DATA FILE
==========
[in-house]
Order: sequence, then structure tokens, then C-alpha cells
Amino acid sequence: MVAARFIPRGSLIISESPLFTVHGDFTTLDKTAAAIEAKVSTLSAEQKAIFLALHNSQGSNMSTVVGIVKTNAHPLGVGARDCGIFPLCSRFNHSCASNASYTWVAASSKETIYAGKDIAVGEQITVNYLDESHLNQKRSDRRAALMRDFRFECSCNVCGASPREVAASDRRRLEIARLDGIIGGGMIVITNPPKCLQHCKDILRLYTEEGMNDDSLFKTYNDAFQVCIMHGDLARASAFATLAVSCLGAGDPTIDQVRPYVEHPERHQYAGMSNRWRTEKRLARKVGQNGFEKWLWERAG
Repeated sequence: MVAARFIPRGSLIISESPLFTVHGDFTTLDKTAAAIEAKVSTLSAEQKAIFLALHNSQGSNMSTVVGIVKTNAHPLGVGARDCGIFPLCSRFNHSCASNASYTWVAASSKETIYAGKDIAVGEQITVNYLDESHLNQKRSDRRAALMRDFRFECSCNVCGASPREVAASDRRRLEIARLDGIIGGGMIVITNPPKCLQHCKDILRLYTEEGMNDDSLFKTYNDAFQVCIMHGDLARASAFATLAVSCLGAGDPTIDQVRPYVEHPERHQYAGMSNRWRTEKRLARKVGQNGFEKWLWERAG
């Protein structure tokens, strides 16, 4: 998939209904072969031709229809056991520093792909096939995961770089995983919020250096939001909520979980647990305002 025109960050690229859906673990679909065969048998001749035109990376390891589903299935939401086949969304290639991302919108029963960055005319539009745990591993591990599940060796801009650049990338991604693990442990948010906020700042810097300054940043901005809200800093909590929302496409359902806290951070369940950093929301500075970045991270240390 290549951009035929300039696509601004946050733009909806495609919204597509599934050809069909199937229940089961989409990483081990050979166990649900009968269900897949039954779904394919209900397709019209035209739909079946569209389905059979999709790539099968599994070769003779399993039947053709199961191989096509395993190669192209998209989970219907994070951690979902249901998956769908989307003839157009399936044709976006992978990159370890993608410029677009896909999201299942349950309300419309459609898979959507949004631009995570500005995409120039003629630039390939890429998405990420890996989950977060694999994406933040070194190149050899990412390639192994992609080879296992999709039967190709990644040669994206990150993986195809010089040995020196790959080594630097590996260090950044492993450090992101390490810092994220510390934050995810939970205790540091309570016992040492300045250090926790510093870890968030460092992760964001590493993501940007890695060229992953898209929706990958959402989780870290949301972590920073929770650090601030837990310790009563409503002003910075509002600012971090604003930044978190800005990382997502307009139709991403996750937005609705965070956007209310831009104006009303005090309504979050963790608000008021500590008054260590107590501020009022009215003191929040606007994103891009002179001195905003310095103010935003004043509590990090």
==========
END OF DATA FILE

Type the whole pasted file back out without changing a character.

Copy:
[in-house]
Order: sequence, then structure tokens, then C-alpha cells
Amino acid sequence: MVAARFIPRGSLIISESPLFTVHGDFTTLDKTAAAIEAKVSTLSAEQKAIFLALHNSQGSNMSTVVGIVKTNAHPLGVGARDCGIFPLCSRFNHSCASNASYTWVAASSKETIYAGKDIAVGEQITVNYLDESHLNQKRSDRRAALMRDFRFECSCNVCGASPREVAASDRRRLEIARLDGIIGGGMIVITNPPKCLQHCKDILRLYTEEGMNDDSLFKTYNDAFQVCIMHGDLARASAFATLAVSCLGAGDPTIDQVRPYVEHPERHQYAGMSNRWRTEKRLARKVGQNGFEKWLWERAG
Repeated sequence: MVAARFIPRGSLIISESPLFTVHGDFTTLDKTAAAIEAKVSTLSAEQKAIFLALHNSQGSNMSTVVGIVKTNAHPLGVGARDCGIFPLCSRFNHSCASNASYTWVAASSKETIYAGKDIAVGEQITVNYLDESHLNQKRSDRRAALMRDFRFECSCNVCGASPREVAASDRRRLEIARLDGIIGGGMIVITNPPKCLQHCKDILRLYTEEGMNDDSLFKTYNDAFQVCIMHGDLARASAFATLAVSCLGAGDPTIDQVRPYVEHPERHQYAGMSNRWRTEKRLARKVGQNGFEKWLWERAG
């Protein structure tokens, strides 16, 4: 998939209904072969031709229809056991520093792909096939995961770089995983919020250096939001909520979980647990305002 025109960050690229859906673990679909065969048998001749035109990376390891589903299935939401086949969304290639991302919108029963960055005319539009745990591993591990599940060796801009650049990338991604693990442990948010906020700042810097300054940043901005809200800093909590929302496409359902806290951070369940950093929301500075970045991270240390 290549951009035929300039696509601004946050733009909806495609919204597509599934050809069909199937229940089961989409990483081990050979166990649900009968269900897949039954779904394919209900397709019209035209739909079946569209389905059979999709790539099968599994070769003779399993039947053709199961191989096509395993190669192209998209989970219907994070951690979902249901998956769908989307003839157009399936044709976006992978990159370890993608410029677009896909999201299942349950309300419309459609898979959507949004631009995570500005995409120039003629630039390939890429998405990420890996989950977060694999994406933040070194190149050899990412390639192994992609080879296992999709039967190709990644040669994206990150993986195809010089040995020196790959080594630097590996260090950044492993450090992101390490810092994220510390934050995810939970205790540091309570016992040492300045250090926790510093870890968030460092992760964001590493993501940007890695060229992953898209929706990958959402989780870290949301972590920073929770650090601030837990310790009563409503002003910075509002600012971090604003930044978190800005990382997502307009139709991403996750937005609705965070956007209310831009104006009303005090309504979050963790608000008021500590008054260590107590501020009022009215003191929040606007994103891009002179001195905003310095103010935003004043509590990090």